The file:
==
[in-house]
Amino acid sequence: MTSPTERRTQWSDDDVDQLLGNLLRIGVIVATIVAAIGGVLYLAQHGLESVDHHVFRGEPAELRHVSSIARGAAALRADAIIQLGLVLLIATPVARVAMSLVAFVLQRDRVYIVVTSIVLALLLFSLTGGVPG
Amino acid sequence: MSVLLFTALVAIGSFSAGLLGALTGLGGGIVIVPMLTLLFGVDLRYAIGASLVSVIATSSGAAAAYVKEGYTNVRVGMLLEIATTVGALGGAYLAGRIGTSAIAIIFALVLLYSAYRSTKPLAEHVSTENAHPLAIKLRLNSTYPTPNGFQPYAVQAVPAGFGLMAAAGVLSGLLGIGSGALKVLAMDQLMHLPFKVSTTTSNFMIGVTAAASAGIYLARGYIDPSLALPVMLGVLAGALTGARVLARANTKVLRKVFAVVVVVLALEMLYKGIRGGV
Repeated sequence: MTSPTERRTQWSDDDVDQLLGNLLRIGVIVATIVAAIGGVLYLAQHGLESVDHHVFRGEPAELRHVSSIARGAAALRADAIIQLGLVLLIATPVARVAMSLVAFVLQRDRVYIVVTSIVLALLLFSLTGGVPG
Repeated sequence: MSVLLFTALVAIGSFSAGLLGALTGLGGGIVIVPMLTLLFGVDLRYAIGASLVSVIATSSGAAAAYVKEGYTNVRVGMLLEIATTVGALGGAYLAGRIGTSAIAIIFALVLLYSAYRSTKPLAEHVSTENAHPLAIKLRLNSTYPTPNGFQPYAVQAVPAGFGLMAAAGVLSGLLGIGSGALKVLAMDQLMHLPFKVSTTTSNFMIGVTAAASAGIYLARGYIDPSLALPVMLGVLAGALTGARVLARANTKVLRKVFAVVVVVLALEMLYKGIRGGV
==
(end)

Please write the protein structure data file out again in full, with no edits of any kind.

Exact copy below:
[in-house]
Amino acid sequence: MTSPTERRTQWSDDDVDQLLGNLLRIGVIVATIVAAIGGVLYLAQHGLESVDHHVFRGEPAELRHVSSIARGAAALRADAIIQLGLVLLIATPVARVAMSLVAFVLQRDRVYIVVTSIVLALLLFSLTGGVPG
Amino acid sequence: MSVLLFTALVAIGSFSAGLLGALTGLGGGIVIVPMLTLLFGVDLRYAIGASLVSVIATSSGAAAAYVKEGYTNVRVGMLLEIATTVGALGGAYLAGRIGTSAIAIIFALVLLYSAYRSTKPLAEHVSTENAHPLAIKLRLNSTYPTPNGFQPYAVQAVPAGFGLMAAAGVLSGLLGIGSGALKVLAMDQLMHLPFKVSTTTSNFMIGVTAAASAGIYLARGYIDPSLALPVMLGVLAGALTGARVLARANTKVLRKVFAVVVVVLALEMLYKGIRGGV
Repeated sequence: MTSPTERRTQWSDDDVDQLLGNLLRIGVIVATIVAAIGGVLYLAQHGLESVDHHVFRGEPAELRHVSSIARGAAALRADAIIQLGLVLLIATPVARVAMSLVAFVLQRDRVYIVVTSIVLALLLFSLTGGVPG
Repeated sequence: MSVLLFTALVAIGSFSAGLLGALTGLGGGIVIVPMLTLLFGVDLRYAIGASLVSVIATSSGAAAAYVKEGYTNVRVGMLLEIATTVGALGGAYLAGRIGTSAIAIIFALVLLYSAYRSTKPLAEHVSTENAHPLAIKLRLNSTYPTPNGFQPYAVQAVPAGFGLMAAAGVLSGLLGIGSGALKVLAMDQLMHLPFKVSTTTSNFMIGVTAAASAGIYLARGYIDPSLALPVMLGVLAGALTGARVLARANTKVLRKVFAVVVVVLALEMLYKGIRGGV